The advent of the cloud has fundamentally changed the meaning of “open” content. Open used to mean opening doors to your content so that visitors could come in and use it. Open now means placing your content “out there” in the cloud where it is integrated into the global whole.
An example of the first kind of open content is when a university places a course, for example a syllabus and lectures on French history, on to university webpages — letting anyone online visit those pages to study its course materials.
An example of placing content into the cloud is for the French history professor to write a post on her blog with a new nugget of knowledge from her research into Napoleon — and then to publish that post. By publishing the post she releases it as a node into the open cloud where it can network with all the other Napoleon nodes out there.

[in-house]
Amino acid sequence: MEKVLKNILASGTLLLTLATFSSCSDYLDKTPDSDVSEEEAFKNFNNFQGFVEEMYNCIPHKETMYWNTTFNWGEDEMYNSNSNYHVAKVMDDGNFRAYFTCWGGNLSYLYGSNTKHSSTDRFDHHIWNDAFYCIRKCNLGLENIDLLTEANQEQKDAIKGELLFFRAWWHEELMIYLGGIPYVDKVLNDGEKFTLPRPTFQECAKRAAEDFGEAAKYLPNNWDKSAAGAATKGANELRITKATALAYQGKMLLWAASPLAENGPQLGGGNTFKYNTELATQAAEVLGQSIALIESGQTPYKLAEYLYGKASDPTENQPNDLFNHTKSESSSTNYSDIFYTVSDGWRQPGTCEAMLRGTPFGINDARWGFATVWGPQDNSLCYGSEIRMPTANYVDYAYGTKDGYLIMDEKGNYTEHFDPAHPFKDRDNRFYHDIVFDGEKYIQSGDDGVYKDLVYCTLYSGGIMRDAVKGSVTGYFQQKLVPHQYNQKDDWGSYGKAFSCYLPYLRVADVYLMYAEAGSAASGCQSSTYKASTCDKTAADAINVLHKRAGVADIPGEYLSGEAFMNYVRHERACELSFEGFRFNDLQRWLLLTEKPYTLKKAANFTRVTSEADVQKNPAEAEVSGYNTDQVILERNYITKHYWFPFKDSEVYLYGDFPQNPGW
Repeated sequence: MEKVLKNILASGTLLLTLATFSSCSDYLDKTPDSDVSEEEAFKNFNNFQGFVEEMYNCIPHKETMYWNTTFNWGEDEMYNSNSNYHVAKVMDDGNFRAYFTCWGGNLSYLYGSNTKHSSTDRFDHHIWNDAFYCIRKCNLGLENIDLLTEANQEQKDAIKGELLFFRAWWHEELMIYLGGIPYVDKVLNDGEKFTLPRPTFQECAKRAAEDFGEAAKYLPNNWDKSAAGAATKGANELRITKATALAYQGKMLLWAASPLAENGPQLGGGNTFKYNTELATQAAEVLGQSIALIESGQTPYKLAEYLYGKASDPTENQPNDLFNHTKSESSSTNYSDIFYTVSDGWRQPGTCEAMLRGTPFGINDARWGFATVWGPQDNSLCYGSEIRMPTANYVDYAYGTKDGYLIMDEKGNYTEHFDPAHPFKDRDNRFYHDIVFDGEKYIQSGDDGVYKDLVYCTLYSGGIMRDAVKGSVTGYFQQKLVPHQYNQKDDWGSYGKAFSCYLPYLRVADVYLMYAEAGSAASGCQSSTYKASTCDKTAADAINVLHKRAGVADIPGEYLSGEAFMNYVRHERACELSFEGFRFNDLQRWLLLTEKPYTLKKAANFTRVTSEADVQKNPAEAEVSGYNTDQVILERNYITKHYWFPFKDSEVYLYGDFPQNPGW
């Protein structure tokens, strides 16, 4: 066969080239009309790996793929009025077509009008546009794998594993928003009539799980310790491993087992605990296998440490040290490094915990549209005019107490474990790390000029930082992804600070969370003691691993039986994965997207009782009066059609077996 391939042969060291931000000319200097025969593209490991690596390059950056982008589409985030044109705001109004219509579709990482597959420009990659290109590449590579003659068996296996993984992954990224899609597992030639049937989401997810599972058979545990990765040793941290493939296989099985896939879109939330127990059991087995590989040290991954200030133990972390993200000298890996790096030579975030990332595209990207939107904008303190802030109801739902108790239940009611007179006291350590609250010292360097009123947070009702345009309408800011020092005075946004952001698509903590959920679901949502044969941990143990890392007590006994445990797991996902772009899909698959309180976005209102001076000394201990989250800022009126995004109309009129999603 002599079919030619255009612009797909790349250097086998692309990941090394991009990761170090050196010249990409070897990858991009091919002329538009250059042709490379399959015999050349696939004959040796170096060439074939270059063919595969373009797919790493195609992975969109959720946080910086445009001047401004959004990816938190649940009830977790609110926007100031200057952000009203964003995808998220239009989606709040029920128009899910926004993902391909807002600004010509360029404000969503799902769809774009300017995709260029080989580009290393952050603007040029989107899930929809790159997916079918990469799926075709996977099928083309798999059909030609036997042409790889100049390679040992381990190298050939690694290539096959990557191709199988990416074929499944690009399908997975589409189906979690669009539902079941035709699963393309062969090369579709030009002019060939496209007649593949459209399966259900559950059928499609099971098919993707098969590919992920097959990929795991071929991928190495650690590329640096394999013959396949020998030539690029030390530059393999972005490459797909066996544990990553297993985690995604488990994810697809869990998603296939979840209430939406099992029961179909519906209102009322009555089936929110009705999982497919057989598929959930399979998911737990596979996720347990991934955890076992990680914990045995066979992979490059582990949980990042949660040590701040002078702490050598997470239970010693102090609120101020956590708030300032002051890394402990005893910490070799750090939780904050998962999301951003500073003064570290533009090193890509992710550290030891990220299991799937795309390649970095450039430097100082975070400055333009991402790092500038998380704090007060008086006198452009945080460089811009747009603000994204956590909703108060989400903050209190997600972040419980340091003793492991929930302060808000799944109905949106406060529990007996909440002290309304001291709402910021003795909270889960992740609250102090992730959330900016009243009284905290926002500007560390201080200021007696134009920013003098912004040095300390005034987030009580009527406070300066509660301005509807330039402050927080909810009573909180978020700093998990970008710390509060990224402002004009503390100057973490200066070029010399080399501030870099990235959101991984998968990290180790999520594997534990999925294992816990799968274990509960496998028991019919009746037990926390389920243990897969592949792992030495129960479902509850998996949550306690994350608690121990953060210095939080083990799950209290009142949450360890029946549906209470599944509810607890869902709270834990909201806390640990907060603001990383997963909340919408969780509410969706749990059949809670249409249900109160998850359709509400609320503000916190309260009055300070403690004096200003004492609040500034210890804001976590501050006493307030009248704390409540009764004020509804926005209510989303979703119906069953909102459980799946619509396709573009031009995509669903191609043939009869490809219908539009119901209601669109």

For OER to be open in the cloud, it must be unbundled with its cognitive content linkable at the node level. I would bet my beret that the opening into the cloud, like the Napoleonic nodes example and their connected patterns, is the Waterloo of education assets held closely to the chest by academic institutions.
Image: The Emperor Napoleon in His Study at the Tuileries, Jacques-Louis David, National Gallery.